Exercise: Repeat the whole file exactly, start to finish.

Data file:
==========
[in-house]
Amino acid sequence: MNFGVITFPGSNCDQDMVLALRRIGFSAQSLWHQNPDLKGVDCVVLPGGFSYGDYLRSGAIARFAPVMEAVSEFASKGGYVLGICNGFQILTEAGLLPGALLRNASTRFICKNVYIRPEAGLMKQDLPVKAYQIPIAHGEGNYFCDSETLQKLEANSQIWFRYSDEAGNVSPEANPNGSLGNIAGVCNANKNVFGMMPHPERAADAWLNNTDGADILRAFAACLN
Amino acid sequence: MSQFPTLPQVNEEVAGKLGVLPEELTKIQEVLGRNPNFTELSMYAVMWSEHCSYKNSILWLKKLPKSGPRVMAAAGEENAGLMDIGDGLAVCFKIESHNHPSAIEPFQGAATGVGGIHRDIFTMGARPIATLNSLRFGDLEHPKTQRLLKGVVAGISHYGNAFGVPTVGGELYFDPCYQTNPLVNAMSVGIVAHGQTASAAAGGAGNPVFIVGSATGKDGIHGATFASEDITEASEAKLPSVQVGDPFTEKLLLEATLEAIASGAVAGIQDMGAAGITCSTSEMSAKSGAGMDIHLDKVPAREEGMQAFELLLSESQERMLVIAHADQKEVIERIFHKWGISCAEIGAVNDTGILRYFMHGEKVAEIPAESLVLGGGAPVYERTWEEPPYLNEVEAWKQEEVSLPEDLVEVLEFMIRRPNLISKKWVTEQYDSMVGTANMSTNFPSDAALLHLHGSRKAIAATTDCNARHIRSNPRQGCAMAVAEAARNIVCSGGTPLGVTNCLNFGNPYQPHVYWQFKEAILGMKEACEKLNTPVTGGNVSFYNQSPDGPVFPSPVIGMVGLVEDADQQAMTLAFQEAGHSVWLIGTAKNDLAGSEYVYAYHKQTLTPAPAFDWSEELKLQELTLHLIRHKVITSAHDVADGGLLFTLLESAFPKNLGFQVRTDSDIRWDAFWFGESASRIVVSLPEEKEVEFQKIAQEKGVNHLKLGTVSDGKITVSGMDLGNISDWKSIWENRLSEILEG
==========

[in-house]
Amino acid sequence: MNFGVITFPGSNCDQDMVLALRRIGFSAQSLWHQNPDLKGVDCVVLPGGFSYGDYLRSGAIARFAPVMEAVSEFASKGGYVLGICNGFQILTEAGLLPGALLRNASTRFICKNVYIRPEAGLMKQDLPVKAYQIPIAHGEGNYFCDSETLQKLEANSQIWFRYSDEAGNVSPEANPNGSLGNIAGVCNANKNVFGMMPHPERAADAWLNNTDGADILRAFAACLN
Amino acid sequence: MSQFPTLPQVNEEVAGKLGVLPEELTKIQEVLGRNPNFTELSMYAVMWSEHCSYKNSILWLKKLPKSGPRVMAAAGEENAGLMDIGDGLAVCFKIESHNHPSAIEPFQGAATGVGGIHRDIFTMGARPIATLNSLRFGDLEHPKTQRLLKGVVAGISHYGNAFGVPTVGGELYFDPCYQTNPLVNAMSVGIVAHGQTASAAAGGAGNPVFIVGSATGKDGIHGATFASEDITEASEAKLPSVQVGDPFTEKLLLEATLEAIASGAVAGIQDMGAAGITCSTSEMSAKSGAGMDIHLDKVPAREEGMQAFELLLSESQERMLVIAHADQKEVIERIFHKWGISCAEIGAVNDTGILRYFMHGEKVAEIPAESLVLGGGAPVYERTWEEPPYLNEVEAWKQEEVSLPEDLVEVLEFMIRRPNLISKKWVTEQYDSMVGTANMSTNFPSDAALLHLHGSRKAIAATTDCNARHIRSNPRQGCAMAVAEAARNIVCSGGTPLGVTNCLNFGNPYQPHVYWQFKEAILGMKEACEKLNTPVTGGNVSFYNQSPDGPVFPSPVIGMVGLVEDADQQAMTLAFQEAGHSVWLIGTAKNDLAGSEYVYAYHKQTLTPAPAFDWSEELKLQELTLHLIRHKVITSAHDVADGGLLFTLLESAFPKNLGFQVRTDSDIRWDAFWFGESASRIVVSLPEEKEVEFQKIAQEKGVNHLKLGTVSDGKITVSGMDLGNISDWKSIWENRLSEILEG